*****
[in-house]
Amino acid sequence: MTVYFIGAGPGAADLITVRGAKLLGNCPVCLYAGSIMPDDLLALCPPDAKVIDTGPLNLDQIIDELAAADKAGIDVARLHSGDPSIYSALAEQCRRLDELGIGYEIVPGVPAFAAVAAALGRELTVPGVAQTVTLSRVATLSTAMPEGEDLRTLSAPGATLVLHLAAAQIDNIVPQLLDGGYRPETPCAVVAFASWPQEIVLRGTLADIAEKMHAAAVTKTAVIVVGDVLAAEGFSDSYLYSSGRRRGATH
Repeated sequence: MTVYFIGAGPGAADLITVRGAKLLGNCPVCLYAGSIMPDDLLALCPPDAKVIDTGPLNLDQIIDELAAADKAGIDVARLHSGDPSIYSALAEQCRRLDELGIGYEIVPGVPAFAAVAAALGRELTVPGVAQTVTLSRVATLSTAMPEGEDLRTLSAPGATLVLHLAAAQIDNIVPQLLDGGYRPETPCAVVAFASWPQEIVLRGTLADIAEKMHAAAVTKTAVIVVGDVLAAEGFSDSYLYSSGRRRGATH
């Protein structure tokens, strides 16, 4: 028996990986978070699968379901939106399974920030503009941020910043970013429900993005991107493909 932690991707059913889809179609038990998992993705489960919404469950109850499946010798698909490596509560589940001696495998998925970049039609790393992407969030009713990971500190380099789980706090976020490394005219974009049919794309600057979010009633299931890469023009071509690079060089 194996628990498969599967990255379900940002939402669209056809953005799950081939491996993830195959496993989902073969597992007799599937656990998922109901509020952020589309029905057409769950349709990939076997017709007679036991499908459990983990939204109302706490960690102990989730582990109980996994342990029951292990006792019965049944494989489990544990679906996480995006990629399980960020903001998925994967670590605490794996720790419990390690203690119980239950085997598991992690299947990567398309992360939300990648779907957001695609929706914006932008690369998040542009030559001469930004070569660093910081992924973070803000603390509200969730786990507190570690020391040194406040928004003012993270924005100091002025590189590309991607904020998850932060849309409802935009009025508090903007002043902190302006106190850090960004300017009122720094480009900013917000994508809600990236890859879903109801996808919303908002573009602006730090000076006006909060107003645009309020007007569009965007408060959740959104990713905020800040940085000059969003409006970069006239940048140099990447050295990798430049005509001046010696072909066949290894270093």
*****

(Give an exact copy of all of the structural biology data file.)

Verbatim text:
[in-house]
Amino acid sequence: MTVYFIGAGPGAADLITVRGAKLLGNCPVCLYAGSIMPDDLLALCPPDAKVIDTGPLNLDQIIDELAAADKAGIDVARLHSGDPSIYSALAEQCRRLDELGIGYEIVPGVPAFAAVAAALGRELTVPGVAQTVTLSRVATLSTAMPEGEDLRTLSAPGATLVLHLAAAQIDNIVPQLLDGGYRPETPCAVVAFASWPQEIVLRGTLADIAEKMHAAAVTKTAVIVVGDVLAAEGFSDSYLYSSGRRRGATH
Repeated sequence: MTVYFIGAGPGAADLITVRGAKLLGNCPVCLYAGSIMPDDLLALCPPDAKVIDTGPLNLDQIIDELAAADKAGIDVARLHSGDPSIYSALAEQCRRLDELGIGYEIVPGVPAFAAVAAALGRELTVPGVAQTVTLSRVATLSTAMPEGEDLRTLSAPGATLVLHLAAAQIDNIVPQLLDGGYRPETPCAVVAFASWPQEIVLRGTLADIAEKMHAAAVTKTAVIVVGDVLAAEGFSDSYLYSSGRRRGATH
């Protein structure tokens, strides 16, 4: 028996990986978070699968379901939106399974920030503009941020910043970013429900993005991107493909 932690991707059913889809179609038990998992993705489960919404469950109850499946010798698909490596509560589940001696495998998925970049039609790393992407969030009713990971500190380099789980706090976020490394005219974009049919794309600057979010009633299931890469023009071509690079060089 194996628990498969599967990255379900940002939402669209056809953005799950081939491996993830195959496993989902073969597992007799599937656990998922109901509020952020589309029905057409769950349709990939076997017709007679036991499908459990983990939204109302706490960690102990989730582990109980996994342990029951292990006792019965049944494989489990544990679906996480995006990629399980960020903001998925994967670590605490794996720790419990390690203690119980239950085997598991992690299947990567398309992360939300990648779907957001695609929706914006932008690369998040542009030559001469930004070569660093910081992924973070803000603390509200969730786990507190570690020391040194406040928004003012993270924005100091002025590189590309991607904020998850932060849309409802935009009025508090903007002043902190302006106190850090960004300017009122720094480009900013917000994508809600990236890859879903109801996808919303908002573009602006730090000076006006909060107003645009309020007007569009965007408060959740959104990713905020800040940085000059969003409006970069006239940048140099990447050295990798430049005509001046010696072909066949290894270093």